The FDA ( Food and Drug Administration ) has approved novel anticancer agent Lenvima ( Lenvatinib mesylate ) as a treatment for locally recurrent or metastatic, progressive, radioactive iodine-refractory differentiated thyroid cancer ( RAI-R DTC ).
Lenvima was granted priority review status by the FDA, and was ultimately approved six months from the submission of the New Drug Application in August 2014, two months ahead of the FDA priority review action date.
Lenvima is an orally administered molecular targeted agent that selectively inhibits the activities of several different molecules including VEGFR, FGFR, RET, KIT and PDGFR. In particular, the agent simultaneously inhibits VEGFR, FGFR and also RET which are especially involved in tumor angiogenesis and proliferation of thyroid cancer.
Furthermore, Lenvima has been confirmed through X-ray crystal structural analysis to be the first compound to demonstrate a new binding mode ( type V ) to VEGFR2, and exhibits rapid and potent inhibition of kinase activity, according to kinetic analysis.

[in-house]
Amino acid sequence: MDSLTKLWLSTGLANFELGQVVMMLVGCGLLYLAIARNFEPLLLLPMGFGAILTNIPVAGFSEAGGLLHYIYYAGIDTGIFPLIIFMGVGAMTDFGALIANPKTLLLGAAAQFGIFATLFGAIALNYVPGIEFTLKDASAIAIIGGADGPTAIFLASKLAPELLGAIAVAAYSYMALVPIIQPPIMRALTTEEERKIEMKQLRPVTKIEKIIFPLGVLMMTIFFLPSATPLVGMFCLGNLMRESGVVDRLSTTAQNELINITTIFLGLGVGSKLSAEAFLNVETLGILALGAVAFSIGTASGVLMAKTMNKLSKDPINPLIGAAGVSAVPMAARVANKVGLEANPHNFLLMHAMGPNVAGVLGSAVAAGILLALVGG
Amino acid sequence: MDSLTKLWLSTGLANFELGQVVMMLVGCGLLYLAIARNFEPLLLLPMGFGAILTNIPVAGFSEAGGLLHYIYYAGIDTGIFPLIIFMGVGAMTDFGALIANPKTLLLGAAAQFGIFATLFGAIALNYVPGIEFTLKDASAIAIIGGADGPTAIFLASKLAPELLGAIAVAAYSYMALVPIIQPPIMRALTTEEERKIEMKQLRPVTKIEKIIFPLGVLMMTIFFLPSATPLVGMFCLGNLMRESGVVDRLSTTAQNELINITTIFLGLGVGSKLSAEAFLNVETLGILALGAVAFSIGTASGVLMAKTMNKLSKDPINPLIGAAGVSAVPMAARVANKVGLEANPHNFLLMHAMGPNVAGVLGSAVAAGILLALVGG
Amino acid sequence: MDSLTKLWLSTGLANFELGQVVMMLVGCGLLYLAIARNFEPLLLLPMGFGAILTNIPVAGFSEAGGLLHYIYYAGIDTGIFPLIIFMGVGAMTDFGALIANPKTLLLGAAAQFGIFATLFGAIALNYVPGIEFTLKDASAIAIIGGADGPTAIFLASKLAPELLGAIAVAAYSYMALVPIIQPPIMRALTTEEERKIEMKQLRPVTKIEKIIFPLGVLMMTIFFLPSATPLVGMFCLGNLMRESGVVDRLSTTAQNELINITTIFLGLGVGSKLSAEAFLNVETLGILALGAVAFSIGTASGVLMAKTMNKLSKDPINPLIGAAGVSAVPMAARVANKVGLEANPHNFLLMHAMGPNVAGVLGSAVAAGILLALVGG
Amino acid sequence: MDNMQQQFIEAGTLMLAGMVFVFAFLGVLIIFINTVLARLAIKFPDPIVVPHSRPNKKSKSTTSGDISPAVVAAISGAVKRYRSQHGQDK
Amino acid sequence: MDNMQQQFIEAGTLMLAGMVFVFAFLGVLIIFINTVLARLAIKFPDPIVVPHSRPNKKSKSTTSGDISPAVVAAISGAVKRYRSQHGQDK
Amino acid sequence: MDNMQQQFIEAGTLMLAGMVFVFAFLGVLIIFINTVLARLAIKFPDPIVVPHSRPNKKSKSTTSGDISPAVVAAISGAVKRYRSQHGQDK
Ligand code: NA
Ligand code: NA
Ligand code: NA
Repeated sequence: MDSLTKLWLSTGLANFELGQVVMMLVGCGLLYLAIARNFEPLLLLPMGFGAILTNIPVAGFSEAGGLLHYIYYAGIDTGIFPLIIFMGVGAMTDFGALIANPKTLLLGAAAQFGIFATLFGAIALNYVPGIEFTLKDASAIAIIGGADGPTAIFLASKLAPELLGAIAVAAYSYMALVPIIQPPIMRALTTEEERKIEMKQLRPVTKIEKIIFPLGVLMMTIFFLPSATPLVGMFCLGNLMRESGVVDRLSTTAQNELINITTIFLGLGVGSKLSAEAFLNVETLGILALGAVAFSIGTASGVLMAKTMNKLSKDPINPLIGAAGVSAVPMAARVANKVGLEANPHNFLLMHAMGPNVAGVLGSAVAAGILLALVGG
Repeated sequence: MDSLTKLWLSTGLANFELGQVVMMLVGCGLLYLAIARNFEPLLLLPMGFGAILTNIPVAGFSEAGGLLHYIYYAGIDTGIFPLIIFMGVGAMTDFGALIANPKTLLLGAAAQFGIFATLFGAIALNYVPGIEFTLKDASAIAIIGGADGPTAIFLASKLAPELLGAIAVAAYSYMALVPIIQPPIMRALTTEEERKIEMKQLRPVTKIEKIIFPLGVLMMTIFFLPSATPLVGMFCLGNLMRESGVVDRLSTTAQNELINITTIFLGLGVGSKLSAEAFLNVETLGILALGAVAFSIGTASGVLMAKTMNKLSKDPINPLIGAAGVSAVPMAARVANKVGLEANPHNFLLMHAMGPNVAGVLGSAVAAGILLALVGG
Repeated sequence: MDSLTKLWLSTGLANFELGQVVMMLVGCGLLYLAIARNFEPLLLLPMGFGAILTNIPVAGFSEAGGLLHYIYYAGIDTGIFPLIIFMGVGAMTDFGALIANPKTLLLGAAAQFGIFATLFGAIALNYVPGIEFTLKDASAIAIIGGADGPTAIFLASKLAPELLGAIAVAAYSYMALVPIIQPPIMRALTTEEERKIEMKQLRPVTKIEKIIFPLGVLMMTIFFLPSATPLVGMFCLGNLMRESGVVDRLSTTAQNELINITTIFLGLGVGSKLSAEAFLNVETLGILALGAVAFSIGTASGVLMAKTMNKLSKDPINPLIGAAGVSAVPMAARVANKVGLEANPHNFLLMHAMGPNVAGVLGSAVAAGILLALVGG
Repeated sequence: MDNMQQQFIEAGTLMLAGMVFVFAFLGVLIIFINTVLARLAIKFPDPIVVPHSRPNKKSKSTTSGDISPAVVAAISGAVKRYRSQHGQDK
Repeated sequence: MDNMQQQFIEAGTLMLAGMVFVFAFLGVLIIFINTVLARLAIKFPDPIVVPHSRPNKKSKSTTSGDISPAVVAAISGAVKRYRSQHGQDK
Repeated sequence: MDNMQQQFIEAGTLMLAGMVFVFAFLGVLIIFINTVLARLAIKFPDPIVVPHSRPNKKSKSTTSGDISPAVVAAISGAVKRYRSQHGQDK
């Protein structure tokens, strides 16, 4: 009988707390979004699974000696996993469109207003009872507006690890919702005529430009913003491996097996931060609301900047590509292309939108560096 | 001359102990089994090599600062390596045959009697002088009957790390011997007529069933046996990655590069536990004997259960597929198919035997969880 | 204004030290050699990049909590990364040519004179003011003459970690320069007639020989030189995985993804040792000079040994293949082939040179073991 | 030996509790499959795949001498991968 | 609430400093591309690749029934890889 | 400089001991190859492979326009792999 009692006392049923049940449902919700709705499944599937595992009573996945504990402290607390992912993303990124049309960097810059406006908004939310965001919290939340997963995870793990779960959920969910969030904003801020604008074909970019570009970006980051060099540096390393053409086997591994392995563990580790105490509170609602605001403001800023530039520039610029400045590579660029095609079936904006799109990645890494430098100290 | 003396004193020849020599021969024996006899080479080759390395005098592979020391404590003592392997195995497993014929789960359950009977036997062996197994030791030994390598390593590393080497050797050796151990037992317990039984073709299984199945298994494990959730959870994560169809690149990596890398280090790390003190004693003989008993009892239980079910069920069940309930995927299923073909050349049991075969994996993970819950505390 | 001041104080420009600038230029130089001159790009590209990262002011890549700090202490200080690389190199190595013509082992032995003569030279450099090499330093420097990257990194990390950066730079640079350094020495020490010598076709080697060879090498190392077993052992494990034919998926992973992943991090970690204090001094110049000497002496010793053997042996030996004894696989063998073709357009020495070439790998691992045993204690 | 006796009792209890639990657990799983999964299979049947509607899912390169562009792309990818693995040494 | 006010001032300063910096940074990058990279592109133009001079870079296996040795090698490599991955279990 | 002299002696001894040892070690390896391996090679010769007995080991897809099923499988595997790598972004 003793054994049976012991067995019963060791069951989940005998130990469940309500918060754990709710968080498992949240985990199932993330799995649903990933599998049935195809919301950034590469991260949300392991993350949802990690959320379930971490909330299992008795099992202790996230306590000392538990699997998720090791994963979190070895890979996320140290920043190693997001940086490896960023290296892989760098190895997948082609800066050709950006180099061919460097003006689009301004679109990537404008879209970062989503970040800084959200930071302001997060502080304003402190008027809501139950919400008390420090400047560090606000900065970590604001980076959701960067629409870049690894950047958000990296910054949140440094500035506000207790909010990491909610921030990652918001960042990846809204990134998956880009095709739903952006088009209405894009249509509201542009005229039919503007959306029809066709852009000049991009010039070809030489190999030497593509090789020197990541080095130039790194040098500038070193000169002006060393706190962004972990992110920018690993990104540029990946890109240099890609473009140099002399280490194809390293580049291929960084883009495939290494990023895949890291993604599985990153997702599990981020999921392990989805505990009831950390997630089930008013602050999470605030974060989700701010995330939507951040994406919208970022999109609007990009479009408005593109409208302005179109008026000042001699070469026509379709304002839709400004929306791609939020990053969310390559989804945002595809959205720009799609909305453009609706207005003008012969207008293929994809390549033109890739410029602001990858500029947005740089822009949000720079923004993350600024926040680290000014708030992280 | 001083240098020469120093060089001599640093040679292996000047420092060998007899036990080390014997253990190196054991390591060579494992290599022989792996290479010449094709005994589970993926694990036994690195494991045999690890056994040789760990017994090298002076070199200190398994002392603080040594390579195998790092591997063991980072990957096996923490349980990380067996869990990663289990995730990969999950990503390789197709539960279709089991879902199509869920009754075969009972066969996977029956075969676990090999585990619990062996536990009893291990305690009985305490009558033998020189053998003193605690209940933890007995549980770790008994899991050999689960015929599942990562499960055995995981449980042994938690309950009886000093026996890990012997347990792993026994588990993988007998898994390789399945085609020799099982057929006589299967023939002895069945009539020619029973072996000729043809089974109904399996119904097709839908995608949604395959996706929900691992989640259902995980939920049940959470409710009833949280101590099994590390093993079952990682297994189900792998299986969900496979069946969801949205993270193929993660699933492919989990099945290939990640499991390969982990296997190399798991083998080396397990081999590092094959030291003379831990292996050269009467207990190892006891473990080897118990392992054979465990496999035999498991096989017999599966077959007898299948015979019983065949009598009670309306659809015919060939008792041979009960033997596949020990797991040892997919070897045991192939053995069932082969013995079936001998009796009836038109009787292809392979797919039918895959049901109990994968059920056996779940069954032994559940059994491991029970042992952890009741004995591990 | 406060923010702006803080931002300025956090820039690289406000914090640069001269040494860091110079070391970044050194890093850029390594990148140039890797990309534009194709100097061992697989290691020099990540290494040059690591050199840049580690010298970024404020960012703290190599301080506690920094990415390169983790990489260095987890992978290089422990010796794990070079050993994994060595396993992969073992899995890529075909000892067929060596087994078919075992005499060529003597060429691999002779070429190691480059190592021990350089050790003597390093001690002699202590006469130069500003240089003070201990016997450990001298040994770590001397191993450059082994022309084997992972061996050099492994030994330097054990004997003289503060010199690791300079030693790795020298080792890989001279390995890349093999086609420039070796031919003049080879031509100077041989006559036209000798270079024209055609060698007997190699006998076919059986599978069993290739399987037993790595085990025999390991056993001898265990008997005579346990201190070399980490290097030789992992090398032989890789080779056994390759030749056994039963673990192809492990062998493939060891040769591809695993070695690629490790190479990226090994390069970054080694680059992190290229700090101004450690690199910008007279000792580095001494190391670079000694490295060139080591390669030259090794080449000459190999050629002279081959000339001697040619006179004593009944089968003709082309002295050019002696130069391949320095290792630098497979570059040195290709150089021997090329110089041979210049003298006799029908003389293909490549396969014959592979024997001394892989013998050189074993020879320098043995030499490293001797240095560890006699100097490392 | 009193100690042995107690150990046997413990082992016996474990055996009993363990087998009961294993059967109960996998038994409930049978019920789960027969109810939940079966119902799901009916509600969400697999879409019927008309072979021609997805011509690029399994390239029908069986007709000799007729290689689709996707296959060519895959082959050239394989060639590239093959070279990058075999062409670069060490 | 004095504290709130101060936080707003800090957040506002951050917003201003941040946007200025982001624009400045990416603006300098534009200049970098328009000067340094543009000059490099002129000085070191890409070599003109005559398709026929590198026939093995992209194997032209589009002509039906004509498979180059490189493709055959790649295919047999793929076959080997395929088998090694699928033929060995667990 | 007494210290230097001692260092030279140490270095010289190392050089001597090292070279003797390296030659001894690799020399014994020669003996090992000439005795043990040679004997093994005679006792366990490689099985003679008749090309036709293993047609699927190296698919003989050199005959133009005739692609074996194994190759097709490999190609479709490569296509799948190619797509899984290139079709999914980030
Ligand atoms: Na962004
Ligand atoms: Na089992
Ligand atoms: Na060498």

The approval was based on the results of a multicenter, randomized, double-blind, placebo-controlled phase III study ( SELECT study ) of 392 patients with progressive RAI-R DTC.
In the study's primary endpoint of progression-free survival ( PFS ), Lenvima has demonstrated a statistically significant extension in PFS compared to placebo ( p less than 0.001; median PFS in the Lenvima group: 18.3 months, median PFS in the placebo group: 3.6 months; hazard ratio, HR=0.21 [ 99% CI: 0.14-0.31] ).
In addition, Lenvima has demonstrated a statistically significant improvement in response rate ( sum of complete and partial responses ) compared to placebo ( p less than 0.001; Lenvima: 64.8% vs placebo: 1.5% ).
In particular, complete response was observed in 1.5% ( 4 patients ) of the Lenvima group and zero in the placebo group.
The most common Lenvima treatment-related adverse events of any grade, which occurred in more than 40% of patients in the Lenvima group, were hypertension ( 67.8% ), diarrhea ( 59.4% ), fatigue or asthenia ( 59.0% ), decreased appetite ( 50.2% ), weight loss ( 46.4% ) and nausea ( 41.0% ).
The number of patients newly diagnosed with thyroid cancer in 2012 in the United States was estimated to be approximately 52,000. Although treatment is possible for most types of thyroid cancer, there are few treatment options available once thyroid cancer has progressed. ( Xagena )
Source: Eisai, 2015